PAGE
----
According to Sri K Pattabhi Jois, in his classic book ‘Yoga Mala’, during the ‘Salute to the Sun’ sequence (Surya Namaskar), your eyes should gaze upward toward the ‘Third eye centre’ (broomadhya drishti) on each inhalation (all the odd numbered vinyasa) and your eyes should gaze downward toward the tip of the nose (nasagra drishti) on each exhalation (all the even numbered vinyasa). You must also stay relaxed.
In this video Simon Borg-Olivier demonstrates several breaths using this system which can also be used in every posture and during seated breathing exercises (pranayama).
It is interesting to note that studies have shown that allowing the eyes to roll upwards in this fashion (as happens naturally in deep sleep) increases delta wave activity of the brain, while gazing at the tip of the nose stimulates pelvic floor activity (and mula banfha).
The following diagram shows variations of the main postures used in Surya Namaskar A in Ashtanga Vinyasa Yoga and the main postures in Candra Namaskar A, which is for many people a good preparation exercise before practicing the Ashtanga Yoga Series, because it includes a very useful hip flexor (front of hip) stretch.
Following is the broken down version of the ‘Salute to the Sun’ Sequence (Surya namaskars vinyasa). Each of the postures with letters in front of them are the more accessible first stage of each major posture, that should be mastered first, and then the postures with an asterix (*) in front of them are more challenging or more advanced version of the first posture that need to have the essence of the primary pose in them. Also included is the breath taught and the corresponding drishti (gazing point).
A.‘Half squat posture’(Utkatâsana) (Inhalation with broomadhya drishti) can be modified by bending the knees only slightly, only lifting the arms up a little and not raising the head. But in the full version (not shown here) it is optimal for energy flow and spinal health if the front of the body can be lengthened without shortening the back.
B.‘Standing hands-to-floor posture’ (Hasta uttanâsana) (Exhalation with nasagra drishti) can be modified by bending the knees as much as you need to touch the floor (you avoid this sequence unless you can touch the floor comfortably at least with you knees bent). The key to this pose even in the full version is not to feel a stretch in the back of legs. This can be done by pressing the ‘sitting bones’ towards the floor, lifting the top of the hips while pressing the navel and the ‘navel spine’ (L4-L5) towards the floor. This is what prepares you for the strength work in this sequence and protects your back with a mula bandha that does not create tension.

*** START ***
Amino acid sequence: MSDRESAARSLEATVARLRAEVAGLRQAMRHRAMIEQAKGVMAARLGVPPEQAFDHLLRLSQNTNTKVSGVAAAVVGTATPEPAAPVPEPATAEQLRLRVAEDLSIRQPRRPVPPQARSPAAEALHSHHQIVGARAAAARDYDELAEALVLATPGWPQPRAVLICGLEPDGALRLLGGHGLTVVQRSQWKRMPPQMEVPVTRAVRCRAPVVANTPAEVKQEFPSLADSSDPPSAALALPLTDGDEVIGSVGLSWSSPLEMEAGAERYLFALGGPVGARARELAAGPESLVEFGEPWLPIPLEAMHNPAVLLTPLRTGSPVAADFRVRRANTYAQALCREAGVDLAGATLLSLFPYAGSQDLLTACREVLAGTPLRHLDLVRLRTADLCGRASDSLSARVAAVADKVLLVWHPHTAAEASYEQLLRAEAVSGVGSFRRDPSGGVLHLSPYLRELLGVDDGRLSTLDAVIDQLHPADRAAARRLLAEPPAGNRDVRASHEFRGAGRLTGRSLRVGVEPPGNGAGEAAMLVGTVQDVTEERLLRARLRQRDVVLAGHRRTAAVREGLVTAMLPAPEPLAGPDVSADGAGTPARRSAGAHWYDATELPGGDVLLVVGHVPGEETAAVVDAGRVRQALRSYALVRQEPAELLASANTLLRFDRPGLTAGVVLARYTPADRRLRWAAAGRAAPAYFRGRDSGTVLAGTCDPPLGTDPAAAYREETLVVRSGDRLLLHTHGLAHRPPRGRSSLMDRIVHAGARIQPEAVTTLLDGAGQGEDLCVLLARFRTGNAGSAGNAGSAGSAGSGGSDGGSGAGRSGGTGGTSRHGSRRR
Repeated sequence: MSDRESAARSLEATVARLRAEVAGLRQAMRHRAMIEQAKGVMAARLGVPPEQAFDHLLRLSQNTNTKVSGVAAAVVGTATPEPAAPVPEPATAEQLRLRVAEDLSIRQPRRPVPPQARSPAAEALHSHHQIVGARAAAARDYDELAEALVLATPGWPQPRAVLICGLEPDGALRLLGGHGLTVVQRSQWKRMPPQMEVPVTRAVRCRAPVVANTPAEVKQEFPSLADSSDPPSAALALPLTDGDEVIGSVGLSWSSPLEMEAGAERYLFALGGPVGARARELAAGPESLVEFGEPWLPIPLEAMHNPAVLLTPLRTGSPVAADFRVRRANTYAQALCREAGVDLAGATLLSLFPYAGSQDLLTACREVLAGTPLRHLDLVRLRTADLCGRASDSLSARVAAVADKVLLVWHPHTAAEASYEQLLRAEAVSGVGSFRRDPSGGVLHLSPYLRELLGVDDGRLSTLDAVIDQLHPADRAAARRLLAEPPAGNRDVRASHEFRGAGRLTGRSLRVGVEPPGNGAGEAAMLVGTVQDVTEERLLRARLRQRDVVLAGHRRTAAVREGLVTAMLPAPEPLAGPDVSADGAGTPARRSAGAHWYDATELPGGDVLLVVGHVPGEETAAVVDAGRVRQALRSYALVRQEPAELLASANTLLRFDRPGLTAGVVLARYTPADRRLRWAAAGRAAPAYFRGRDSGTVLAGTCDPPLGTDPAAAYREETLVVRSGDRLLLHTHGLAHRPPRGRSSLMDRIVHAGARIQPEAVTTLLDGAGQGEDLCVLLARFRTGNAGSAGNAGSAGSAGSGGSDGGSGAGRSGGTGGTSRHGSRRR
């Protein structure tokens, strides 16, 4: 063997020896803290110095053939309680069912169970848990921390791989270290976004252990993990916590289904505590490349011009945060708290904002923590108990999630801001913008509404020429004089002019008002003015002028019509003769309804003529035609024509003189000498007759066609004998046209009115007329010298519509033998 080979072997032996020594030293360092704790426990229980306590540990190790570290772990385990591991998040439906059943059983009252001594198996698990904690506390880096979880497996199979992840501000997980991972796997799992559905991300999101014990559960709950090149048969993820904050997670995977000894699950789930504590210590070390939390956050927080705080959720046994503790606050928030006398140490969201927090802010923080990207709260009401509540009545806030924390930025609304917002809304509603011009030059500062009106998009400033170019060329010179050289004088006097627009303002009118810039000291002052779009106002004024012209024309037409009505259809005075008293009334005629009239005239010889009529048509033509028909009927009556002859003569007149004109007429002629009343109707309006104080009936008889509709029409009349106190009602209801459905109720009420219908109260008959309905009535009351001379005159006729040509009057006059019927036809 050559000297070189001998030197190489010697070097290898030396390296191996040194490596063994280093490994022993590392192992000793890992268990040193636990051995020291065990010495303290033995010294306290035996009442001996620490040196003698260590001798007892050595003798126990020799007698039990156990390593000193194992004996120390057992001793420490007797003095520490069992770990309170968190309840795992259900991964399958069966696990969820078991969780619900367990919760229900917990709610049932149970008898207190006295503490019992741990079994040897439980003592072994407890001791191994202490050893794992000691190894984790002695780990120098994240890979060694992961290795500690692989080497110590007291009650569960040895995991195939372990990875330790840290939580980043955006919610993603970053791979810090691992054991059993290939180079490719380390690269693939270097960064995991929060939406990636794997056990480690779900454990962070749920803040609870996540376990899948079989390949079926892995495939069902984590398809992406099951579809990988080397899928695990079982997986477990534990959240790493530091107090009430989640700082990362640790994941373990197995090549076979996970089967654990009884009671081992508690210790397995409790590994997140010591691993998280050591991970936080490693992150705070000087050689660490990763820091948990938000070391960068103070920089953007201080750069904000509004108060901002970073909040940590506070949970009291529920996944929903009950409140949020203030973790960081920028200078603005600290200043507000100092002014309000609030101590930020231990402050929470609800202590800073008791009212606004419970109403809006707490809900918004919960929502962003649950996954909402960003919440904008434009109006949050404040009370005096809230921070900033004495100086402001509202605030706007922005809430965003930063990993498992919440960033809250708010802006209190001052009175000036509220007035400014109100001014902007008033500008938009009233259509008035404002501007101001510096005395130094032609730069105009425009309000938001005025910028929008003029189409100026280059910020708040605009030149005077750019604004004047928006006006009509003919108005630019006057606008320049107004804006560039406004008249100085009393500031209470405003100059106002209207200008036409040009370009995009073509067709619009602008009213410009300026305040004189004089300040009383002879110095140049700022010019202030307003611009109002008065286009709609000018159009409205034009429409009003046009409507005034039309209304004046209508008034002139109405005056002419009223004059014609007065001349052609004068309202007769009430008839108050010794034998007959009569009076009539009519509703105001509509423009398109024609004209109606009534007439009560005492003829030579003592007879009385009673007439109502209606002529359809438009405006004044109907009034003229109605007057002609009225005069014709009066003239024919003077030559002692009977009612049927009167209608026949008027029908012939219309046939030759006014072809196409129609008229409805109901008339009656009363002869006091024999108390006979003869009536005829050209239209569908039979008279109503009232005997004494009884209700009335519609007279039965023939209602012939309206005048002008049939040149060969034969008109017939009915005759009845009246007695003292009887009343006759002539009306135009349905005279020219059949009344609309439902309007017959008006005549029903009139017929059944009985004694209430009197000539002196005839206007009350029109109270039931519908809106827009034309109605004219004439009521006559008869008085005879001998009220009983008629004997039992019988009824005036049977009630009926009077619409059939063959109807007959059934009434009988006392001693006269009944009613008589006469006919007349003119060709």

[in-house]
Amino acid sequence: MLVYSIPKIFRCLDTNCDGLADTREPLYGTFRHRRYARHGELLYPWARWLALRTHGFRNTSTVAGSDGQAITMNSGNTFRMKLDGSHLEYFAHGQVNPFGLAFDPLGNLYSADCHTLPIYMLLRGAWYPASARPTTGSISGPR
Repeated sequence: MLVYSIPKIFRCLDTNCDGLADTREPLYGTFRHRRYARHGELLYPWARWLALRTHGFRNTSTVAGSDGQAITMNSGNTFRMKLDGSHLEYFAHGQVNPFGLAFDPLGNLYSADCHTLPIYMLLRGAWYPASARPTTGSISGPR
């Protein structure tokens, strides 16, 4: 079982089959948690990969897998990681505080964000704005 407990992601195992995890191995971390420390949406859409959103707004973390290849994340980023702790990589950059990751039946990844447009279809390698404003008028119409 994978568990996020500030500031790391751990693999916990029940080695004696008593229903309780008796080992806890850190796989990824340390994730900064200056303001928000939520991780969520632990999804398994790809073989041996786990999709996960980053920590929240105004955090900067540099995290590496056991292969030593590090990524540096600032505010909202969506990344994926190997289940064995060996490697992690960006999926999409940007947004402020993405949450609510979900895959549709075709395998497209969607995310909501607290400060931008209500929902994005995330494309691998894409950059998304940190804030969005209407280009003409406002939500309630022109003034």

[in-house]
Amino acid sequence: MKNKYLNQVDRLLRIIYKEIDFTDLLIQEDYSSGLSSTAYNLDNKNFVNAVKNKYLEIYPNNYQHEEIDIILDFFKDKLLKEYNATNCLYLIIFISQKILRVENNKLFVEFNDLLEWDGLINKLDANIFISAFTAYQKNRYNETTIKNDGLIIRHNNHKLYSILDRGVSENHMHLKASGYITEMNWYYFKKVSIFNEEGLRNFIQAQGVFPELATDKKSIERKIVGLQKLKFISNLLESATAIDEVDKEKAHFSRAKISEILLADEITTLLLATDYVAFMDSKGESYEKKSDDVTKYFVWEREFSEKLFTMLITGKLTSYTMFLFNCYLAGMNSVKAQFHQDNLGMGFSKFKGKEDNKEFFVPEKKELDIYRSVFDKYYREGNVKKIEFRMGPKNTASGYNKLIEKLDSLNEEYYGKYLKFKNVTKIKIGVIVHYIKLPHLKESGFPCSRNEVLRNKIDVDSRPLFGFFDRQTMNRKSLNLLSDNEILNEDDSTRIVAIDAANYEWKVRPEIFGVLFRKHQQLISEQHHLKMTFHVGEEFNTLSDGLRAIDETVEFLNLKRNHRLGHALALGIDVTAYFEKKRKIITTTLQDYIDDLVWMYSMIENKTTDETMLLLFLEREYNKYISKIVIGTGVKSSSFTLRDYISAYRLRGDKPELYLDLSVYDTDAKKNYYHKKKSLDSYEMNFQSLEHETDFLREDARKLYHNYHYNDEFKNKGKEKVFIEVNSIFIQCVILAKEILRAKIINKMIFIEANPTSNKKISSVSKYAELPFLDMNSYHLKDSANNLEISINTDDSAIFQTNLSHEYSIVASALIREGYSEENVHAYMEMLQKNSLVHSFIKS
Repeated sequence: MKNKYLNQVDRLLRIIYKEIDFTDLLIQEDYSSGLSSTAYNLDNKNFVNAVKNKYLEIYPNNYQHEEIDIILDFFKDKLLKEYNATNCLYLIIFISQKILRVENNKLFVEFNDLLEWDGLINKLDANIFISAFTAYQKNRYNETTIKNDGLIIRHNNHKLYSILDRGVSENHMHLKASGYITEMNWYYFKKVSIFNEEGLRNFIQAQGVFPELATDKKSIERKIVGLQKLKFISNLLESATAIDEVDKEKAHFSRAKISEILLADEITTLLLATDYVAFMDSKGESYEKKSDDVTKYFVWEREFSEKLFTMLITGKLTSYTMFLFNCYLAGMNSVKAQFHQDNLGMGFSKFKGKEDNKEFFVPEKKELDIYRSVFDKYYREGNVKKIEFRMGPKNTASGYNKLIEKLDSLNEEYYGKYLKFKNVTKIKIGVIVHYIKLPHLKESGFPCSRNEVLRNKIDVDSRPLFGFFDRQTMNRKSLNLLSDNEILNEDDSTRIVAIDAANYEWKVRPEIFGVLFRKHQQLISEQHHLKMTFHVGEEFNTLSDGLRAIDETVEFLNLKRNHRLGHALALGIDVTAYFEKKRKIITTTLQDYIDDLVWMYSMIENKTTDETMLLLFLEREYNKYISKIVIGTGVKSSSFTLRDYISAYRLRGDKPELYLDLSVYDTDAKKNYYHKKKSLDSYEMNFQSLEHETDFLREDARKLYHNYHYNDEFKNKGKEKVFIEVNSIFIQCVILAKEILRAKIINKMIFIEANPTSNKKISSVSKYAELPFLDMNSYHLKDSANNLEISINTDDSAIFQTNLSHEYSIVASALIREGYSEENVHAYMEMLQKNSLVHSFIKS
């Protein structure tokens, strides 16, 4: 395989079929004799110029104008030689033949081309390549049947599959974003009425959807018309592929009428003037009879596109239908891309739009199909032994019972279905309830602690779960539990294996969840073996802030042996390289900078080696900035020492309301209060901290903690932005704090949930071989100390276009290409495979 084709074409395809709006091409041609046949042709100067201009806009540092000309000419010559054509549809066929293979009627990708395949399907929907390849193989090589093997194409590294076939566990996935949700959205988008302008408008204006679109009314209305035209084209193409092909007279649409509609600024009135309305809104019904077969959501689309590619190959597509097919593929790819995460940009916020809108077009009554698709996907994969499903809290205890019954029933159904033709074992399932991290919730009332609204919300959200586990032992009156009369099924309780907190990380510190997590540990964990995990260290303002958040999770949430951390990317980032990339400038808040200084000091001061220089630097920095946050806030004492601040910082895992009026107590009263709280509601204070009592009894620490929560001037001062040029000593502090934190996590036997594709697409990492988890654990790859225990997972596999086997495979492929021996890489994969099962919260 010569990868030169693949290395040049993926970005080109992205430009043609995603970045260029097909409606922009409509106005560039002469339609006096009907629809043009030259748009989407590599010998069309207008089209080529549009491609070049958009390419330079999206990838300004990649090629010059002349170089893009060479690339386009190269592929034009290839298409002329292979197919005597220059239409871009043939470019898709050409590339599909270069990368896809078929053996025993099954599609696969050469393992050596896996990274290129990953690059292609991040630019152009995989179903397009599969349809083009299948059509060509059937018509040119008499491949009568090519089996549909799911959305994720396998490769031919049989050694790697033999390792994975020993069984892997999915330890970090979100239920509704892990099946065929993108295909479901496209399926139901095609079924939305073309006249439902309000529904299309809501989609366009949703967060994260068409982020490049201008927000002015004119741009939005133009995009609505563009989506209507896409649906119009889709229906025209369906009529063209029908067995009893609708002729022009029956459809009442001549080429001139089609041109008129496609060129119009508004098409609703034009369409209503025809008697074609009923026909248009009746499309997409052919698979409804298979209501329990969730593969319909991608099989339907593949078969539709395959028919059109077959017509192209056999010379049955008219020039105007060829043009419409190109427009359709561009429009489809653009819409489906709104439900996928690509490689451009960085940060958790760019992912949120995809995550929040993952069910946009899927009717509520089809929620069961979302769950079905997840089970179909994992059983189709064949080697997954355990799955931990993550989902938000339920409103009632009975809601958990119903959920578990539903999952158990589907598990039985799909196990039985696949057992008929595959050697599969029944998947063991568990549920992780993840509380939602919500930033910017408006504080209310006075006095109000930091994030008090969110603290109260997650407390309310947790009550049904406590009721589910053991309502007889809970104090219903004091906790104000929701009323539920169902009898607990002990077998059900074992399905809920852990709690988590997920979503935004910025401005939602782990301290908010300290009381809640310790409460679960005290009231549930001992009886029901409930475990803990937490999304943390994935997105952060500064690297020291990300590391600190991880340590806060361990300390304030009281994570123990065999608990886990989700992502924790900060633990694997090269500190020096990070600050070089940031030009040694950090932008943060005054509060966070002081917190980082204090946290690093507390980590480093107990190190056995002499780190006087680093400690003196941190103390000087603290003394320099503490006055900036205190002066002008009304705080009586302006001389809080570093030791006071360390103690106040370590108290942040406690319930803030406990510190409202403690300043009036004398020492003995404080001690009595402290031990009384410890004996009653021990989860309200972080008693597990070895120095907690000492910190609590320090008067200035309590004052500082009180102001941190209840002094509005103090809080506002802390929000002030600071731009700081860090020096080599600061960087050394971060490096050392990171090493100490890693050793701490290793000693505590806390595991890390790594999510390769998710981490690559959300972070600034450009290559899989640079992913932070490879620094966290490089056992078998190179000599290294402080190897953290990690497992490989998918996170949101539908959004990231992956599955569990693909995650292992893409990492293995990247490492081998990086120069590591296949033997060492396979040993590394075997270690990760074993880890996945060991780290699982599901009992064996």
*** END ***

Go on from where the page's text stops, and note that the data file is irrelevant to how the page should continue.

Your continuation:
C.‘Pendulum posture’ (Lolâsana) (Inhalation with broomadhya drishti), which involves balancing in the air on your hands in its final form, can be modified by simply leaning onto your hands and taking as much weight off your feet and onto your hands. Or, when this posture is done in the floor sequence (‘half vinyasa’) you can simply step to a easy ‘Kneeling plank posture’ (Janu san tolanâsana). In this pose which is commonly thought to be a back bend arching the back on an inhalation, the key is lengthen the front of the body on an abdominal inhalation and this gives you the power to lift into the air.
D.‘Push-up posture’ (Cataranga dandâsana) (Exhalation with nasagra drishti) can be modified by being in an easy ‘Kneeling plank posture’ (Janu san tolanâsana) or moving to a simple ‘Kneeling push-up posture’ (Janu cataranga dandâsana). In the final posture, as in this more accessible preparation posture, there should be no creases in your back, and you should should be able to speak normally while being able to comfortably hold your shoulders the same height as your elbows (not below them), with elbows directly above your wrists.
E.‘Upward-facing dog posture’ (Urdhva mukha svanâsana) (Inhalation with broomadhya drishti) can be modified by simply lying on the abdomen and perhaps coming to a simple ‘Half cobra posture’ (Ardha bhujangâsana) or by staying in an easy ‘Kneeling plank posture’ (Janu san tolanâsana). Most people should not try the full ‘Upward-facing dog posture’ until they have mastered ‘Pendulum posture’. As physiotherapists we regularly see that when this posture is practiced incorrectly, as it is by most adults, it generally leads to back problems.
F.‘Plank posture’(Santolanâsana) can also be replaced with an easy ‘Kneeling plank posture’ (Janu san tolanâsana) to teach the important transition for the spine between forward bend (spinal flexion) and backward bend (spinal extension).
G. ’Downward-facing dog posture’ (Adho mukha svanâsana) (Exhalation with nasagra drishti) can be modified by putting the knees on the floor for an easy ‘Kneeling downward-facing dog posture’ (Janu adho mukha svanâsana). The most important thing here is the drsti (gazing point). You need to be able to see your navel or this posture is not going to help you develop the balance between strength and flexibility that keeps you energised, calm and pain-free for life.
H.’Upward-facing fingers-to-floor posture’ (Urdhvamukha uttanâsana) (Inhalation with broomadhya drishti) can be modified by bending the knees. But even in the final posture the most important thing is that you lengthen the front of the body, by extending every vertebra, not just squashing the back and extending only one or two vertebra, which is what happens if you simply ‘fold forward at the hips’ (which is commonly taught and which has undesirable long term effects).
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